When I was teaching calc 2, and we were doing parametrization of paths, I would set my students the problem of calculating the Sun's gravitational force on the Earth. I allowed them to assume a circular orbit with radius 93,000,000 miles...not too far off the truth, and it simplifies the problem a LOT.

The answer comes out to several billion miles per year squared. Sounds like a LOT. Until you do the unit conversions. Works out to about 0.03 feet per second squared...or right at 1/1000 of a G (G being 32 ft/s/s...the surface gravity of the Earth).

They were actually somewhat stunned by how small it is. But the Sun is tugging at us the whole year and over a year that tiny acceleration adds up. A lot.

“Life may be sweeter for this”

Since: Nov 08

Fennario

#201312 Jan 10, 2014
KiMare wrote:
You have no idea what my belief system is.
It aint necessarily so wrote:
Sure I do, You're a theist that quotes from the Christian bible as if it were authoritative. The rest - the details - is just theology. Would it matter if I knew your particular set of beliefs - by works or by faith, by immersion or by sprinkling, on Saturday or on Sunday, etc.?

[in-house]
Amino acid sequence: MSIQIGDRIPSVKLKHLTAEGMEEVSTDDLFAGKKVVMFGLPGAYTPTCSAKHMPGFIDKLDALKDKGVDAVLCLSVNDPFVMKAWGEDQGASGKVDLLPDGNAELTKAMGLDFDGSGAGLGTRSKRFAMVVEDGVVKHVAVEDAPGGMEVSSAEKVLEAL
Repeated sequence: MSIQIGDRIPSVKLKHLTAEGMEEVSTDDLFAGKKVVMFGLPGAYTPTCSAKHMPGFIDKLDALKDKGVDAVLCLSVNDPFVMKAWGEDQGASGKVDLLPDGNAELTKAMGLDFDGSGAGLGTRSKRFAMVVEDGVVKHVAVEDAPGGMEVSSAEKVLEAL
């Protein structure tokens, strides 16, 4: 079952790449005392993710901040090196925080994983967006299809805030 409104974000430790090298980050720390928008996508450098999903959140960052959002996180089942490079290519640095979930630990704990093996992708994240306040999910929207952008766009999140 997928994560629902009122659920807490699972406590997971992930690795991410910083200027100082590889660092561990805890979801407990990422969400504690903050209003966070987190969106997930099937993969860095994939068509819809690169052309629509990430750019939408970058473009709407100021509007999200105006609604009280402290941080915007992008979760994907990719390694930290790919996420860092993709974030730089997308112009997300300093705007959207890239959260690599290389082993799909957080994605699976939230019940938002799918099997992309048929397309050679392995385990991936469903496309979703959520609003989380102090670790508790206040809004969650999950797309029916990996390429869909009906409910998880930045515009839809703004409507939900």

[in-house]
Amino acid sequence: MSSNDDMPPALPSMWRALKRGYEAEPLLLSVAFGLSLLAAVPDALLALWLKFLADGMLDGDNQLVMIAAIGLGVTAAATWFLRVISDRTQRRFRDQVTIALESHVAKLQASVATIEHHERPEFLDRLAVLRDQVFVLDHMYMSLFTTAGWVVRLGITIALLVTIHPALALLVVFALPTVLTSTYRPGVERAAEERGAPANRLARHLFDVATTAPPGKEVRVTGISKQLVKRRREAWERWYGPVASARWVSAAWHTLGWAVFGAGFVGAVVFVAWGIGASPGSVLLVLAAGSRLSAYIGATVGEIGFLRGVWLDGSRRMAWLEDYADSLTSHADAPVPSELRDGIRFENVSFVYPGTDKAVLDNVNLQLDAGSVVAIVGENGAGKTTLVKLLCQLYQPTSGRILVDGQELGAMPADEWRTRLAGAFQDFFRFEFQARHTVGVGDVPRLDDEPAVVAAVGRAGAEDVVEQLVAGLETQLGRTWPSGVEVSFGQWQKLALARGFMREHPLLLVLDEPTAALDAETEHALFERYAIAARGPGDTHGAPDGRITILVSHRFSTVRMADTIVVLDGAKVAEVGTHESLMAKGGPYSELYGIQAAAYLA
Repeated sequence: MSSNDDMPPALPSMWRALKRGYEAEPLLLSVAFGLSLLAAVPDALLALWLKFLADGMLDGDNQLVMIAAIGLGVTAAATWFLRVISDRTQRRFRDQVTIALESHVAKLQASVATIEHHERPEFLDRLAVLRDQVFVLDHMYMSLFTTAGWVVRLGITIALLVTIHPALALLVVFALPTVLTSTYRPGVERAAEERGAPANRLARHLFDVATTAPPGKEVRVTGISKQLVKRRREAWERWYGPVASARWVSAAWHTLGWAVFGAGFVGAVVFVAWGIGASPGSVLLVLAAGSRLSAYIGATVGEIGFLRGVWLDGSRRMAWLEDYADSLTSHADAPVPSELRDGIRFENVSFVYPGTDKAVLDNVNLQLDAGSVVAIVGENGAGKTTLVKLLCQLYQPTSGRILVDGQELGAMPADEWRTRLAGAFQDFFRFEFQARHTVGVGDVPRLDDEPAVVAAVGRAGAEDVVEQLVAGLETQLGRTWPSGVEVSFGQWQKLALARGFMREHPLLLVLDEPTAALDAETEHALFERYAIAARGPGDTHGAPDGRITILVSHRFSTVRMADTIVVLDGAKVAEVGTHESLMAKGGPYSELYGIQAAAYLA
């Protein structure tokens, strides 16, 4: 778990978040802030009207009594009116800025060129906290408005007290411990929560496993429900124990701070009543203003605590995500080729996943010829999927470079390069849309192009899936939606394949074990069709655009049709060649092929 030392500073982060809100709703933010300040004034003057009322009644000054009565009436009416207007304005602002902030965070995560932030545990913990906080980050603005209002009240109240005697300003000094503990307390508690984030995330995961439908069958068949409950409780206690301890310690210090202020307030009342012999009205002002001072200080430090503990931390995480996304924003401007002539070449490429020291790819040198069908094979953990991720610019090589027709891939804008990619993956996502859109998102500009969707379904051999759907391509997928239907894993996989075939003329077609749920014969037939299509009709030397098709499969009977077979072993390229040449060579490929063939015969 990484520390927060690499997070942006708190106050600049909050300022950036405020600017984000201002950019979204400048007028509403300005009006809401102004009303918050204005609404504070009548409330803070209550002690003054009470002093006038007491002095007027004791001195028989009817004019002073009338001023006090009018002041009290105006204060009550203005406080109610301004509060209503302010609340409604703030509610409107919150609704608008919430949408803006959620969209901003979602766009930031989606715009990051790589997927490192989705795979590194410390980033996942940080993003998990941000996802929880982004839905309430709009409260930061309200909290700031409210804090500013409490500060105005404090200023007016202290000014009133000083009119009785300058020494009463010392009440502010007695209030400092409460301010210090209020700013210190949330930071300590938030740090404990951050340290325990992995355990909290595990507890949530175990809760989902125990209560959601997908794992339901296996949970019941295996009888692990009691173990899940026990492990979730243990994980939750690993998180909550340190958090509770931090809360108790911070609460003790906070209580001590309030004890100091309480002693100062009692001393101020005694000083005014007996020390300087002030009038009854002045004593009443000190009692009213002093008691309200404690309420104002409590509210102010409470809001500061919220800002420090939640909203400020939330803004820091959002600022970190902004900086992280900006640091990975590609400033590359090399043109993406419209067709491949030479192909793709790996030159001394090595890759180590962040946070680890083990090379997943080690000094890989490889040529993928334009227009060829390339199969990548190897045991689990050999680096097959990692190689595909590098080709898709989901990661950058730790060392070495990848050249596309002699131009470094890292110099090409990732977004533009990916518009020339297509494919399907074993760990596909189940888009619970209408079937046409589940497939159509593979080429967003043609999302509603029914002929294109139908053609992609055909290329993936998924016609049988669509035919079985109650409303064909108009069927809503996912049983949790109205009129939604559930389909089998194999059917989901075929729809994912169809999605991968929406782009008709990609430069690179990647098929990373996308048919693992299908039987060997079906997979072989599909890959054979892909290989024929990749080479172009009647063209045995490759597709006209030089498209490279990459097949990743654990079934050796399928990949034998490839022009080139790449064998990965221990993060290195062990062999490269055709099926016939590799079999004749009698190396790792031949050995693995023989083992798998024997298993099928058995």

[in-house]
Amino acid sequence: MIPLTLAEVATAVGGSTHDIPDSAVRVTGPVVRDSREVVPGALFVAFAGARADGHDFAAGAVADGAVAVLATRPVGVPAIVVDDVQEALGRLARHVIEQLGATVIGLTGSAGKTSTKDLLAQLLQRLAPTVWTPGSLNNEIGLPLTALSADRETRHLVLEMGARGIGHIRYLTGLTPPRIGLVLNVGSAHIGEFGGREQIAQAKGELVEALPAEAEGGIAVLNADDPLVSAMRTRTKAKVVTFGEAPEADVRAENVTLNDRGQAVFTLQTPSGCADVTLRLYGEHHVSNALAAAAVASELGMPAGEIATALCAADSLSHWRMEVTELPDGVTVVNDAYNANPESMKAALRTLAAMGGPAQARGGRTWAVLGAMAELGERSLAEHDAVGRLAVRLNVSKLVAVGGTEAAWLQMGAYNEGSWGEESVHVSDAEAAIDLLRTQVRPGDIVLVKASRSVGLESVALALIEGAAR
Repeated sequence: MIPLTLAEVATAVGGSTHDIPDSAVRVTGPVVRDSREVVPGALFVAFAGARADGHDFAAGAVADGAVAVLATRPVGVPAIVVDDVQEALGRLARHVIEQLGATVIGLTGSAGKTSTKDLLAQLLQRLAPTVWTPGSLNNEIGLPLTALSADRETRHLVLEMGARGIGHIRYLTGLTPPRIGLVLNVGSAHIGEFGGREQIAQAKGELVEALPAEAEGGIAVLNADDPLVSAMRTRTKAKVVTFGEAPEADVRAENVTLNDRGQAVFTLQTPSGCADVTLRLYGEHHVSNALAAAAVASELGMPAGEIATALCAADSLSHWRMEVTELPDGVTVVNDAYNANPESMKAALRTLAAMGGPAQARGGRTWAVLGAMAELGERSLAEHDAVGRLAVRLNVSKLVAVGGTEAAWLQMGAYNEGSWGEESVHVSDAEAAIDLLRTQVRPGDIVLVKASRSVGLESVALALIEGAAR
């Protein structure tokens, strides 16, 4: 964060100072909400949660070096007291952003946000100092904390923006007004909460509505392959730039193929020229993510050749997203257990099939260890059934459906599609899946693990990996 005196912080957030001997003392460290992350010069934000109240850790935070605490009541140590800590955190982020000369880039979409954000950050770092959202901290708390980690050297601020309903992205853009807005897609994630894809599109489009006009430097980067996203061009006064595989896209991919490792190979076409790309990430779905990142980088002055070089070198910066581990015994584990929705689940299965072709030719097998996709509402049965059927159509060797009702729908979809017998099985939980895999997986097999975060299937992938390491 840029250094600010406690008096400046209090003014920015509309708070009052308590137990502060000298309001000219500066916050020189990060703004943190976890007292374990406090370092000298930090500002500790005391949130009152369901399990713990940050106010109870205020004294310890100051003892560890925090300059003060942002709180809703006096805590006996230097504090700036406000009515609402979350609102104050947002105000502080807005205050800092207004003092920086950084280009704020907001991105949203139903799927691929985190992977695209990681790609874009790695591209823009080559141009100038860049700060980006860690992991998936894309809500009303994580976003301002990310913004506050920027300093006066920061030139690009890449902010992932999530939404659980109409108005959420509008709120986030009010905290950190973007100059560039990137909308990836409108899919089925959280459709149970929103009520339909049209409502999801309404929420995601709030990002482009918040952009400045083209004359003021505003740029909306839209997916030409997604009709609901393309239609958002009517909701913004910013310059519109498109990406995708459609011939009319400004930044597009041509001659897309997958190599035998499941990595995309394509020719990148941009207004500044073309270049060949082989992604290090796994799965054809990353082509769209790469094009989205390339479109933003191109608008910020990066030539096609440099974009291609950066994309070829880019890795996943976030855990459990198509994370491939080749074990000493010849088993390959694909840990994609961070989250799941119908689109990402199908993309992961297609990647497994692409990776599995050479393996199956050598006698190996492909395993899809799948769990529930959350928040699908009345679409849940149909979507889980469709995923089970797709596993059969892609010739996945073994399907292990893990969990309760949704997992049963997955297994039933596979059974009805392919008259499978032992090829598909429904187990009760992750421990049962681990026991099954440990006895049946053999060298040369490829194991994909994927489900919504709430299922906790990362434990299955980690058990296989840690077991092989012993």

KiMare wrote:
I ask one simple question, how the profundity of one incident got in a book you consider fallacious, and now you know my belief system?
You're a theist that quotes the Christian bible authoritatively. What else do I need to know? The particulars would only be of interest if I wanted to follow the path you have chosen.
KiMare wrote:
you certainly are an idiot. Go ahead, dumb down on stupid with a idiotic answer again! Snicker smile.
Are you planning to tell us what it is you believe, or is that a secret? I'm sure that several of us would like to know, perhaps to emulate you. You are proud of what you are, aren't you?

“Life may be sweeter for this”